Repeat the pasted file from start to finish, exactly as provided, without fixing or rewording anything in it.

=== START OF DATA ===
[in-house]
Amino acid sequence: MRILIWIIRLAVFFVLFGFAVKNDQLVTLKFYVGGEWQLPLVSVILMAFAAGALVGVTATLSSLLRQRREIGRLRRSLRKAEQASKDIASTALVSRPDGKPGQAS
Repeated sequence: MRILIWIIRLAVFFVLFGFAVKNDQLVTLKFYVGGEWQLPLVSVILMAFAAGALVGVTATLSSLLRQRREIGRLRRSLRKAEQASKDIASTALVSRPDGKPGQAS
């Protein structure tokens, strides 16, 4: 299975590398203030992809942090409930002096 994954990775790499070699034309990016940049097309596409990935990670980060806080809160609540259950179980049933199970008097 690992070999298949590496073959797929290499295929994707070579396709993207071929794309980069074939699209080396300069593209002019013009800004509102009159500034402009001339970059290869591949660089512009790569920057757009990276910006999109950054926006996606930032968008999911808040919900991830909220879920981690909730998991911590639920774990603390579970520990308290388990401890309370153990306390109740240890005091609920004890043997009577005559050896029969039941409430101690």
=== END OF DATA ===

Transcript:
[in-house]
Amino acid sequence: MRILIWIIRLAVFFVLFGFAVKNDQLVTLKFYVGGEWQLPLVSVILMAFAAGALVGVTATLSSLLRQRREIGRLRRSLRKAEQASKDIASTALVSRPDGKPGQAS
Repeated sequence: MRILIWIIRLAVFFVLFGFAVKNDQLVTLKFYVGGEWQLPLVSVILMAFAAGALVGVTATLSSLLRQRREIGRLRRSLRKAEQASKDIASTALVSRPDGKPGQAS
């Protein structure tokens, strides 16, 4: 299975590398203030992809942090409930002096 994954990775790499070699034309990016940049097309596409990935990670980060806080809160609540259950179980049933199970008097 690992070999298949590496073959797929290499295929994707070579396709993207071929794309980069074939699209080396300069593209002019013009800004509102009159500034402009001339970059290869591949660089512009790569920057757009990276910006999109950054926006996606930032968008999911808040919900991830909220879920981690909730998991911590639920774990603390579970520990308290388990401890309370153990306390109740240890005091609920004890043997009577005559050896029969039941409430101690």